Article No :1347 | November 19, 2014 | by Mike Schneider, Skyhook Wireless
When users download an application, how does their initial intrigue to transform into the feeling that the app is a vital part of their daily existence? The definition of "vital" differs depending on what kind of app users are looking for (e.g. productivity, utility, gaming), but a vital experience transcends basic functionality for each of these app categories. Creating a vital experience makes an app something that a user doesn’t want to—or can’t—live without.
What Makes Your App Vital?
Apps generally achieve can’t-live-without status by offering users vital features that do one or more of the following things:
- Make a user more efficient or productive
- Give them something useful
- Allow them to discover what they are looking for easily
- Enable them to make quick decisions or surpass obstacles
- Free them to use the time saved to do something else
Apps are more dependent than ever on offering a vital experience because keeping users engaged is about more than improving usage metrics, it is also about increasing revenue. So how can you get there?
Which Features Are Vital In Your App?
When it comes to figuring out which features are vital in your app, knowing a user’s precise location can help provide richer insights into behavior and interest. Having this contextual data can help you to understand how to become vital to the daily life of your users, delivering personalized app experiences to each individual user.
As designers and developers, we can insist that a feature is vital, but you need to substantiate these claims with real user data before you can sell those assumptions to stakeholders. One way to do this is by defining a list of features that you think are most important to your app, and comparing that list to the features your users actually use. A comprehensive list of your app’s features, sorted by number of times used, can give you figures for feature popularity. Then you can begin to ask if your vital features are at the top and why they are (or why they aren’t).
Thanks to location data, it's possible to know more about your users, providing richer insights into their behavior and interests. During this analysis stage, gathering and interpreting as much contextual data on your users as possible will help you build an app that can become a vital part of the user’s daily life. As an app developer, the end goal should be delivering personalized experiences to each individual user.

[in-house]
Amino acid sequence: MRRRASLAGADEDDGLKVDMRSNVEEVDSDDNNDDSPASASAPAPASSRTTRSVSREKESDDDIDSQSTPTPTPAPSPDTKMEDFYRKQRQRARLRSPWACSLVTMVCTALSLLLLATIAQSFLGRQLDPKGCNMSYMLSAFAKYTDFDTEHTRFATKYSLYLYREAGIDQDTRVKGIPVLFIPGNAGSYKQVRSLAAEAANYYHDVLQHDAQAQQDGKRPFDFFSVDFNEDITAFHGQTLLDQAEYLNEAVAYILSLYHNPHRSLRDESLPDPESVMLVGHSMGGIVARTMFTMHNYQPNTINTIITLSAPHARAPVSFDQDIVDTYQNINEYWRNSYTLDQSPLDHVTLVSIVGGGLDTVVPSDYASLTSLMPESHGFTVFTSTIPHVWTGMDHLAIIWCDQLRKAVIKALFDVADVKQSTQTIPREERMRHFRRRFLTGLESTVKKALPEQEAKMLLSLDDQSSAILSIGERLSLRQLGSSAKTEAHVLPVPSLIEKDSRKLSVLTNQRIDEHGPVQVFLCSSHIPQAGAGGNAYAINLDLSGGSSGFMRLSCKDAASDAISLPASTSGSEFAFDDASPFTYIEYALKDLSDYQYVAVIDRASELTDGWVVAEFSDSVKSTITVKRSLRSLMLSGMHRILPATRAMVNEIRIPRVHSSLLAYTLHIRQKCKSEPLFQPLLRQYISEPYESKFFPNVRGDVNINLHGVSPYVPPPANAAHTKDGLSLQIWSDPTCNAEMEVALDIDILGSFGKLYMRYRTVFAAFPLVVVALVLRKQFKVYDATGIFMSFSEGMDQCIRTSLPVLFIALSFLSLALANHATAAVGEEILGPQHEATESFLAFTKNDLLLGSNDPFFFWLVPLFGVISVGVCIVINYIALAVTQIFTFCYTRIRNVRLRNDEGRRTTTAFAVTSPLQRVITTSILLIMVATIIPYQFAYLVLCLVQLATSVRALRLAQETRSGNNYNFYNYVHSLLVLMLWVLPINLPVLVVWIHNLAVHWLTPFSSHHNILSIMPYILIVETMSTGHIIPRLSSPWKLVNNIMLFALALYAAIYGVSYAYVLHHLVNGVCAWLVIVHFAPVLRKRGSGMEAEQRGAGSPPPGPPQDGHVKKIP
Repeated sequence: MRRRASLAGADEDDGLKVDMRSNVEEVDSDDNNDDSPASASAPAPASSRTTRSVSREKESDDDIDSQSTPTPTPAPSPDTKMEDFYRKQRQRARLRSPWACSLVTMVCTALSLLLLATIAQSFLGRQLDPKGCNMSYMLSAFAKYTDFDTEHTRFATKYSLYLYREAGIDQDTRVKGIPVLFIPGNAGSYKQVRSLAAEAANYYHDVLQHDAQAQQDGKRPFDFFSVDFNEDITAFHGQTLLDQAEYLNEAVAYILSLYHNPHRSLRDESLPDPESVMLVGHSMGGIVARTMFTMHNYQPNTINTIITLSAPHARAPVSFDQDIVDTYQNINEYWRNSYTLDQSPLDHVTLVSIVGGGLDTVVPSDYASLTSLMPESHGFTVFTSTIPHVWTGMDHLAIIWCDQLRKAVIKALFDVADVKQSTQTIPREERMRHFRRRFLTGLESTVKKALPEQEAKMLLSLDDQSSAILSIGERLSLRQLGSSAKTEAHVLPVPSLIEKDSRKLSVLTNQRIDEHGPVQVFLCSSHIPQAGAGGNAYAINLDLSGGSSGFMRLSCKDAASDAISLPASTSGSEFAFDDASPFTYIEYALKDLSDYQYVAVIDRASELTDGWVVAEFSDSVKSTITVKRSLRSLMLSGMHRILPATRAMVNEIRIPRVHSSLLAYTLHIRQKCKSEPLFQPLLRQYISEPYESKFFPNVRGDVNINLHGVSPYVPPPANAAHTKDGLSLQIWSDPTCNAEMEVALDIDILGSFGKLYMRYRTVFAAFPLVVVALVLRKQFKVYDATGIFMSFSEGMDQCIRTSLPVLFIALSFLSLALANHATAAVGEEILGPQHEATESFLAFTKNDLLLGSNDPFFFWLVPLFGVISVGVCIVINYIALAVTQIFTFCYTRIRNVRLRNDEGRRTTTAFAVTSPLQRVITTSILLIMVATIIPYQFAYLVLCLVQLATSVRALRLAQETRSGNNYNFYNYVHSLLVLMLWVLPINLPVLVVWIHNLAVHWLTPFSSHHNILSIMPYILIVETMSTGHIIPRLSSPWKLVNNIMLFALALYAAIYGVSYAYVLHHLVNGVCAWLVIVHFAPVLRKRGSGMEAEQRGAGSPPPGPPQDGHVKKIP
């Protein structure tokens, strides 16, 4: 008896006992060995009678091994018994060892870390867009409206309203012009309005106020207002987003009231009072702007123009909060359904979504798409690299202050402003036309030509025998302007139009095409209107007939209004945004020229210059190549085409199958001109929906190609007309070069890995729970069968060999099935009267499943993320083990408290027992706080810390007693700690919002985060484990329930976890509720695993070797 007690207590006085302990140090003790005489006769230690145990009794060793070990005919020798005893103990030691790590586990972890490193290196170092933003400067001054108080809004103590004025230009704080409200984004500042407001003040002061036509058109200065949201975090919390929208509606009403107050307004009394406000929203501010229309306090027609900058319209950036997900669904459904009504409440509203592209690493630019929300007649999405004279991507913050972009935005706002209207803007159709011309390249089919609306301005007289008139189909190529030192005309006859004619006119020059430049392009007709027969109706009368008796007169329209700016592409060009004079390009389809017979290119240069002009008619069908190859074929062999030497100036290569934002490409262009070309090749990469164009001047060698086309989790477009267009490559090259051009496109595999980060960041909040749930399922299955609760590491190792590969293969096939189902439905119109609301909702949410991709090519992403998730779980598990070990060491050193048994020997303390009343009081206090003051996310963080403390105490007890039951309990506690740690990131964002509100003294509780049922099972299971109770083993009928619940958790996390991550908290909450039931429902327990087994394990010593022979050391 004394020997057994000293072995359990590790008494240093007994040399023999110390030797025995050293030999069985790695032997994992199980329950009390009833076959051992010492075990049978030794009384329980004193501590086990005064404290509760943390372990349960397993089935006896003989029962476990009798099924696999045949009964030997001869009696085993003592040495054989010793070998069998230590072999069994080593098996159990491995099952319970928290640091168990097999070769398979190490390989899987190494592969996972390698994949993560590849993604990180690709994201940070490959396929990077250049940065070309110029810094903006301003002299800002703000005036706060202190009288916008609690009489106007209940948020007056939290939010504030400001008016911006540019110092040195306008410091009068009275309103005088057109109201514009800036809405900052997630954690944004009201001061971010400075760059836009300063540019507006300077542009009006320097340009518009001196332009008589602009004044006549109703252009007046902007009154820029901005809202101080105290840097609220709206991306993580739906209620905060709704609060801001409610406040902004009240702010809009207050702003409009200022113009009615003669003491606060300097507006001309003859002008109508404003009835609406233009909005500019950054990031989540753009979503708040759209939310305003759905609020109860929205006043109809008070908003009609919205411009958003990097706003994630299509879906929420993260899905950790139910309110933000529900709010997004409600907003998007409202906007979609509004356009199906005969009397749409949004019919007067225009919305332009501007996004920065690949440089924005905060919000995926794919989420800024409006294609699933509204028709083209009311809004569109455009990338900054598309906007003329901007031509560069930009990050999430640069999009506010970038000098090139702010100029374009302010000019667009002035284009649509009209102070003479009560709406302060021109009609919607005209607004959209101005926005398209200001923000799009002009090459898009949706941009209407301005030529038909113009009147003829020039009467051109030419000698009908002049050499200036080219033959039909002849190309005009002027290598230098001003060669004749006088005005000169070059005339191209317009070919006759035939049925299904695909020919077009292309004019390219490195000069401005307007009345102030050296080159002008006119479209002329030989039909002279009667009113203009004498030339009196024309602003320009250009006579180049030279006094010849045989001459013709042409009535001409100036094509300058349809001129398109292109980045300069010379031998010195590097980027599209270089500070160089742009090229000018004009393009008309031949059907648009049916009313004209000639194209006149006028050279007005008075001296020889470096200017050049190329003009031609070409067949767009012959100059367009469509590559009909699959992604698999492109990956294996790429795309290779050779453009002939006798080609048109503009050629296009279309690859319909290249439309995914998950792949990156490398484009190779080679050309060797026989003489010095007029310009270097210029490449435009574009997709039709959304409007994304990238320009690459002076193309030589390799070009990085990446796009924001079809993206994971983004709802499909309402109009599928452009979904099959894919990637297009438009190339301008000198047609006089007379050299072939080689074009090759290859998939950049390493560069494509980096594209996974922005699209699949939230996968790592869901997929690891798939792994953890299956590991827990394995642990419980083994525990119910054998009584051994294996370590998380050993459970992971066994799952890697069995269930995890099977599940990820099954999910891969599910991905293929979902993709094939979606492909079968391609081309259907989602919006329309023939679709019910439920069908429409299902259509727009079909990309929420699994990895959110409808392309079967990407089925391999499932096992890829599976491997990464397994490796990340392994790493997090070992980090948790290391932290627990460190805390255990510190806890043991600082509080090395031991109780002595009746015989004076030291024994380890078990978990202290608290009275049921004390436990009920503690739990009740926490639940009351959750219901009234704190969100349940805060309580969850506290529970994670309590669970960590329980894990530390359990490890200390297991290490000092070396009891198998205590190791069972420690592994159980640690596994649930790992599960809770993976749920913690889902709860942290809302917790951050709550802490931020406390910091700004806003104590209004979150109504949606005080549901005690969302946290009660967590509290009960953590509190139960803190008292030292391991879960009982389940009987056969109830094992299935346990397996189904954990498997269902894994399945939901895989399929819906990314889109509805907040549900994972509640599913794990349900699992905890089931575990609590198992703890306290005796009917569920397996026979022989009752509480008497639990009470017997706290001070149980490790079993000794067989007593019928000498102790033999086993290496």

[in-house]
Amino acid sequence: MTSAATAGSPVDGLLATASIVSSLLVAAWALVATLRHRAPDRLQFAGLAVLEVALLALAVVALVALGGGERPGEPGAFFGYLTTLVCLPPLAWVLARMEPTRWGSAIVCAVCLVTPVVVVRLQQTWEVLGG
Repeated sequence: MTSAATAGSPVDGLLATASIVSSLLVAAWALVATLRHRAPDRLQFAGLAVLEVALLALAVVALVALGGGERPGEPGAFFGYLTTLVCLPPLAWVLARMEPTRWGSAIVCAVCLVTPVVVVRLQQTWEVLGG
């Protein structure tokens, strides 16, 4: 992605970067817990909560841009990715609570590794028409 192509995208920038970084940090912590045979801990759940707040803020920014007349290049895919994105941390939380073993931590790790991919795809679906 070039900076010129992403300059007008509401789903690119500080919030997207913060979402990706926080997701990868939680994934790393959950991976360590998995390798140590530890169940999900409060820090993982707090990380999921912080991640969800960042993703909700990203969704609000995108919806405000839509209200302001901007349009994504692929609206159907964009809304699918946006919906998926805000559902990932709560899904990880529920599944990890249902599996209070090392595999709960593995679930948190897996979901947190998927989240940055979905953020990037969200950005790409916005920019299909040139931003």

While you can do this by gathering feedback from your users on a continuous basis, we find the best way to do this for your most vital features is through your app’s Vital Ratio, which we define as app feature usage divided by total app visits. This ratio will help you look at a deeper cut of your app data, looking at usage by place.
Understanding Your Vital Ratio
Looking at features by location can be overwhelming at first, so it’s helpful to aggregate data to make it useful. Any app with location enabled can extract this data in the form of location requests. Overlaying the location (latitude and longitude) information with a venue database helps you understand where your users go. This can be a laborious, manual process, but on-device software can automatically deliver the contextual data you need. Location-based context allows you to categorize places so that you can aggregate information in ways that make more sense than looking at usage based on each individual coffee shop, retail store, airport, and so on.
Once you have this location data, roll up places by brand (Dunkin Donuts, Starbucks, CVS, Walmart, etc.) or category (retail, pharmacy, coffee shop etc.) instead of trying to make sense of each address or location point. By comparing your Vital Ratio across these locations you can see if users are getting the value you expect or if they are finding the functionality they need in the place that they are. Understanding this will help you prioritize how to design for place.
In the charted example above, we’re looking at an app’s specific functionality breakdown by where the user is accessing it. Looking at functionality, usage, and place, it looks like users are deploying the payment functionality of this particular app 70% of the time when in a coffee house to pay for their purchases.
In order to maximize usage of this vital feature, the app must make the functionality as frictionless as possible when the user is in a coffee house. That means fewer screens to dig through to use the functionality when they want it. This requires designing your app for place, with different modes for your app being made available when users are in different locations. Going back to this example: that means when a user enters a specific coffee house chain, the venue’s geofence is triggered and their app serves up "Buy Mode," with the payment functionality featured prominently so the user can easily pay for their coffee.
When it comes to designing for context, this is just the start. Next we’ll discuss more about how to categorize your features and the possibilities for adding additional layers of personalization using this context data.
Want to learn more in the meantime? Check out this case study on how the CardStar app doubled its user engagement with location-based context.